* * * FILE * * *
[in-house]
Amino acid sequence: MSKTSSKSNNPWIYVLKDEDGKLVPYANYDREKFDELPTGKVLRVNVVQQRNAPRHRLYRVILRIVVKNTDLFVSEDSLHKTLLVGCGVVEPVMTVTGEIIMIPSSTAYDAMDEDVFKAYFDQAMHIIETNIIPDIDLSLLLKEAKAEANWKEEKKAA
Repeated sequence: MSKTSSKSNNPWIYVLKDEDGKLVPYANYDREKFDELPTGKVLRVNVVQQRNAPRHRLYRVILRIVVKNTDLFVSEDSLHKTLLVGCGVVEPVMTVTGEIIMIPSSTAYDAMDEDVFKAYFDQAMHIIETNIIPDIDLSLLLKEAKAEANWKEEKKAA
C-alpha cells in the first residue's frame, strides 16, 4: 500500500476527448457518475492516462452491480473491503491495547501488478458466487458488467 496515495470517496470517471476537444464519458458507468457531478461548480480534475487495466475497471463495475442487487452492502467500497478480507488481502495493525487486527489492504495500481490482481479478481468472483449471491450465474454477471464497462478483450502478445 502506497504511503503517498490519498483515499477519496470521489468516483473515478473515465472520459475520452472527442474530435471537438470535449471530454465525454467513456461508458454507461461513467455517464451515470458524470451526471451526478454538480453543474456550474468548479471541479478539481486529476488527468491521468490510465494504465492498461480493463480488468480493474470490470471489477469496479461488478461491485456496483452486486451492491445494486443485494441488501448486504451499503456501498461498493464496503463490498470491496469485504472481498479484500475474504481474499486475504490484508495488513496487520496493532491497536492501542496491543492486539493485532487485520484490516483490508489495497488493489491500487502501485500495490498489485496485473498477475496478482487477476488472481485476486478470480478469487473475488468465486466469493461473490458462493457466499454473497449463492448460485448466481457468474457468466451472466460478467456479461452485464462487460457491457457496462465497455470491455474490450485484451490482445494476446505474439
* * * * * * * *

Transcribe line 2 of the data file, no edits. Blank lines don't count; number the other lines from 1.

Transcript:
Amino acid sequence: MSKTSSKSNNPWIYVLKDEDGKLVPYANYDREKFDELPTGKVLRVNVVQQRNAPRHRLYRVILRIVVKNTDLFVSEDSLHKTLLVGCGVVEPVMTVTGEIIMIPSSTAYDAMDEDVFKAYFDQAMHIIETNIIPDIDLSLLLKEAKAEANWKEEKKAA